What motivates a relocation? Is someone moving to something or running from something? Are they chasing the perfect life? Are they moving for a relationship? Are they moving to find work or because they actually found work?
Recently, the Pew Research Center shared that "about a fifth of U.S. adults moved due to COVID-19 or know someone who did." The article explains that millions of Americans have relocated this year due to the outbreak of COVID-19 and that the number includes students moving out of college dorms that quickly closed in March, people who moved away from communities that they perceived as unsafe, and those who were being negatively impacted financially that moved to get out of housing they could no longer afford.
All of these move reasons are examples of running from a place, and the reality is that the vast majority of those moves were not corporate sponsored. Primarily, these moves involved individuals who were motivated to move on their own to minimize risk to both their health and financial well-being.
At the same time that many people were moving due to COVID-19, corporate mobility programs went into duty of care mode. Mobility managers focused on making sure those employees who were in the process of moving received quality guidance and support to consider or re-consider their relocation situations. Many companies placed a large percentage (if not most) of their moves "on hold" until all things could be evaluated. The pandemic has forced global mobility teams to be more agile and focused on assessment, monitoring and responsiveness.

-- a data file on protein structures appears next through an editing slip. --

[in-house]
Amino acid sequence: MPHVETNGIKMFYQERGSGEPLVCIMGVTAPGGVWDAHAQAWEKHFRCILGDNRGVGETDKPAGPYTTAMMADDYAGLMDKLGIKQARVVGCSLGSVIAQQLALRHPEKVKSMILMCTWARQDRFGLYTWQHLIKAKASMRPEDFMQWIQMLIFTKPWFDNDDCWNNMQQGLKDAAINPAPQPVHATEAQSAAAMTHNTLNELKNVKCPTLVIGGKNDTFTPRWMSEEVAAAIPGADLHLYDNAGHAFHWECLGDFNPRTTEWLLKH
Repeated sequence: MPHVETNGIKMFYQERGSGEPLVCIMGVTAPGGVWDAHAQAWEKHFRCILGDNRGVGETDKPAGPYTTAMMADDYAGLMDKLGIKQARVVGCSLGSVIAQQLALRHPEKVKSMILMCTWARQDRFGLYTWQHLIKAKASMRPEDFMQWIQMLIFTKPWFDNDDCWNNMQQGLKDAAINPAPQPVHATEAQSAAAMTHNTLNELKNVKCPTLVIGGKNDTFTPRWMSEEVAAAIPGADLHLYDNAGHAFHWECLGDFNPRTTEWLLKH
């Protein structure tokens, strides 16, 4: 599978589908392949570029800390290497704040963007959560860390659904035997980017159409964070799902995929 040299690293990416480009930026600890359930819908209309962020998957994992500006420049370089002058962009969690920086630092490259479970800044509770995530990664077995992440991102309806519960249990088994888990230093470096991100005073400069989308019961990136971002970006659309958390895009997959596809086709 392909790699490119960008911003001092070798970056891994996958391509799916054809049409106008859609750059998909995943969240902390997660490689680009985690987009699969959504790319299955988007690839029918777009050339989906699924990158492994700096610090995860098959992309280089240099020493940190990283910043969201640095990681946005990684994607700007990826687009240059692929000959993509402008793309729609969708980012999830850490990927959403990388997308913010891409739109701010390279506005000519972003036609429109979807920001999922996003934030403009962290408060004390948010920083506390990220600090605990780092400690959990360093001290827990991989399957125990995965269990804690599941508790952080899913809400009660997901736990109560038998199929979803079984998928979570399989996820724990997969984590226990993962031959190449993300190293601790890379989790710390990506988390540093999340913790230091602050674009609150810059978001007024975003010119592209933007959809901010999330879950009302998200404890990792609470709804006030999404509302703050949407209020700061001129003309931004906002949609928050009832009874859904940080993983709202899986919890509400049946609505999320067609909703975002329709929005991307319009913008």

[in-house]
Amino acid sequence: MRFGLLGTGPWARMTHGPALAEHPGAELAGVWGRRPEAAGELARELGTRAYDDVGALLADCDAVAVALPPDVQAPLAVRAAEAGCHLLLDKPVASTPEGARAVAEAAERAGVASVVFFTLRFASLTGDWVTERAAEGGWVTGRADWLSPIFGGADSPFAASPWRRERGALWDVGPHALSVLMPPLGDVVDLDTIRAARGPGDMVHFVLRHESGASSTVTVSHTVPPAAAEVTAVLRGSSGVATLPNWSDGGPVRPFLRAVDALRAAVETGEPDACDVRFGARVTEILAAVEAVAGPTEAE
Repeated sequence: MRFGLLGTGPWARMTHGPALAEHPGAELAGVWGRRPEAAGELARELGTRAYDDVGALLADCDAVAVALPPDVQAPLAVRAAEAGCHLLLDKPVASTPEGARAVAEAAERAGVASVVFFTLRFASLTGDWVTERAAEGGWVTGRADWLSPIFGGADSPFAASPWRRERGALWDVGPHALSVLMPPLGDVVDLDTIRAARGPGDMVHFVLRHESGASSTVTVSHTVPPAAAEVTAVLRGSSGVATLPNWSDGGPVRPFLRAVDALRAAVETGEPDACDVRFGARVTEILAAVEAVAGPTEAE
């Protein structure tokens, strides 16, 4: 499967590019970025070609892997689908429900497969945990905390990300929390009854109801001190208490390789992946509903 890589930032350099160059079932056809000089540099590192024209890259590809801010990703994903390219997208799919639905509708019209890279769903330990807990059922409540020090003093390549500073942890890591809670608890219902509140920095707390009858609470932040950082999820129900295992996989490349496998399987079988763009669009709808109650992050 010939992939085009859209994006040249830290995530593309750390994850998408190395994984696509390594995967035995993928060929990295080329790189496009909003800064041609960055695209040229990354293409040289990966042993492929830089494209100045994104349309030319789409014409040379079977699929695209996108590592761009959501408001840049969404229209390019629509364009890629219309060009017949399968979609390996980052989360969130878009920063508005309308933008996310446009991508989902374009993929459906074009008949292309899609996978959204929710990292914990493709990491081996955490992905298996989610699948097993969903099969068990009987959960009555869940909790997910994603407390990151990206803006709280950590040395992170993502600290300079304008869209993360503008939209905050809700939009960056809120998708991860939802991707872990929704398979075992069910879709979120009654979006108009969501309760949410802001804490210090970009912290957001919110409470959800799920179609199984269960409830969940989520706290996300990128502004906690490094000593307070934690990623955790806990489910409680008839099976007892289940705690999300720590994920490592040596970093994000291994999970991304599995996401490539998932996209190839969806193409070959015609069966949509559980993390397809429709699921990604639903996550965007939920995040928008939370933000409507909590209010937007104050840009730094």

To ensure success moving forward, mobility managers will need to collaborate with talent management, educate and lead business-line managers and recruiters, operate efficiently, and focus on cost control, accurate reporting and compliance. But, how much demand for relocation will there be in the near future? Will we fall back into moving people to jobs or will the movement of jobs to people be emphasized?
Deloitte ponders similarly in their report "Understanding the COVID-19 Impact for Global Mobility":
"It remains to be seen the extent to which the pandemic will impact more broadly on sentiments towards business travel and more specifically towards international assignments. What is clear is that the pandemic is undoubtedly acting as a catalyst for change, with a rapid acceleration of the ‘future of work’ and a need to plan now to be ready for the next normal."
As we continue to play out what Tomas Pueyo describes as "the Hammer and the Dance," mobility programs are challenged to contemplate what the "next normal" actually looks like.
The Forbes article below also raises this question of whether the pandemic will lead to long-term reductions in mobility or instead whether it will prompt increased mobility. While many are concerned that the golden age of globalization may be coming to an end due to nationalist trends that started pre-COVID and have been accelerated by preventative reactions to the virus outbreak, this author shares that many researchers believe that both global and regional migration may actually be boosted by the virus in the long run.
We're in an era where the rhetoric of cooperation is beginning to wane. Hopefully the evidence from the past will hold true, and the movement of people that has so enriched the world over the last century will continue, even as the temptation grows to shut down borders and cut off the engines of growth.